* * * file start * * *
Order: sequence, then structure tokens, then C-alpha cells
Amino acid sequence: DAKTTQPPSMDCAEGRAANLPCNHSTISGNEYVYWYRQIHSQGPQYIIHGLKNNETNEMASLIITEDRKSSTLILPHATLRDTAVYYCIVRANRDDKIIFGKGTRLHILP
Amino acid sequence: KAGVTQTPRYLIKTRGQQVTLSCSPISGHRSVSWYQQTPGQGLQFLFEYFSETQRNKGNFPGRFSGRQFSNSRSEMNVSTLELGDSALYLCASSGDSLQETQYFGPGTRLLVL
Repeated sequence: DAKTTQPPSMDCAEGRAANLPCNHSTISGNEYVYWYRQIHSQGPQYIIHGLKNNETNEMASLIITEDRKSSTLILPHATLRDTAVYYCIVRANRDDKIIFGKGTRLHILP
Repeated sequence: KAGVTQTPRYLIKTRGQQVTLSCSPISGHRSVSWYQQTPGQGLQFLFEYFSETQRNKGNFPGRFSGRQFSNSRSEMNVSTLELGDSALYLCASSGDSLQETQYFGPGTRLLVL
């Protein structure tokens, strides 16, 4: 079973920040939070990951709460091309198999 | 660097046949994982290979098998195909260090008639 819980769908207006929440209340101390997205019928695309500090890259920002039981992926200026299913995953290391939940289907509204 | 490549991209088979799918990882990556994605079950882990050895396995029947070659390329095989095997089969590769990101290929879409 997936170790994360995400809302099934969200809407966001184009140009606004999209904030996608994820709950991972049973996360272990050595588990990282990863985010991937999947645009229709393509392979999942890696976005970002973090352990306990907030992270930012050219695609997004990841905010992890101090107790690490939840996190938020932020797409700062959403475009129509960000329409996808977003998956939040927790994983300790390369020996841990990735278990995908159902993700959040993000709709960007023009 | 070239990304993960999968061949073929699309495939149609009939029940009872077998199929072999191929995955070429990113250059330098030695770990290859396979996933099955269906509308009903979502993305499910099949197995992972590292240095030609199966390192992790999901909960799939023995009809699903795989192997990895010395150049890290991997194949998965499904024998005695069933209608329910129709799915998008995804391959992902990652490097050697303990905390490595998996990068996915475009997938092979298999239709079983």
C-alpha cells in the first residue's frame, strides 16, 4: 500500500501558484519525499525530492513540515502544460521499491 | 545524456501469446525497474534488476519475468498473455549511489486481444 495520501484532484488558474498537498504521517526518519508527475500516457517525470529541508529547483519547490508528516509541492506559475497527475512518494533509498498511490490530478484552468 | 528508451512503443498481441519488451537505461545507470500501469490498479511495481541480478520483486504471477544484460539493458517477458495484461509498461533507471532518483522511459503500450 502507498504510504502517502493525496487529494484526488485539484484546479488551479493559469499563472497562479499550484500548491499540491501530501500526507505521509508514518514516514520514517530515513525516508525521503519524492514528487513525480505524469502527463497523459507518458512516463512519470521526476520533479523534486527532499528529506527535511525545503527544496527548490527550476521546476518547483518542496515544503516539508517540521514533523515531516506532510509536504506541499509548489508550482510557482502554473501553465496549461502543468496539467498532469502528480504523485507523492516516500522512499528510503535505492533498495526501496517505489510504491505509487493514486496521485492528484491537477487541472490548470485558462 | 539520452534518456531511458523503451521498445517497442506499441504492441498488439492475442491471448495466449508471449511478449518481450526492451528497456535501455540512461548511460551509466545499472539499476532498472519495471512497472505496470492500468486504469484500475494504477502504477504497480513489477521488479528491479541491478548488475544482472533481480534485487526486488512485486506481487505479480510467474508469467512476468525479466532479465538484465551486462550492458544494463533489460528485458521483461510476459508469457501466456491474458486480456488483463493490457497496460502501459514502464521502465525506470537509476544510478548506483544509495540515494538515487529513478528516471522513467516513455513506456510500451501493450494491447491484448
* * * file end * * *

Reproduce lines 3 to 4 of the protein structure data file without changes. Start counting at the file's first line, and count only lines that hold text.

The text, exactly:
Amino acid sequence: KAGVTQTPRYLIKTRGQQVTLSCSPISGHRSVSWYQQTPGQGLQFLFEYFSETQRNKGNFPGRFSGRQFSNSRSEMNVSTLELGDSALYLCASSGDSLQETQYFGPGTRLLVL
Repeated sequence: DAKTTQPPSMDCAEGRAANLPCNHSTISGNEYVYWYRQIHSQGPQYIIHGLKNNETNEMASLIITEDRKSSTLILPHATLRDTAVYYCIVRANRDDKIIFGKGTRLHILP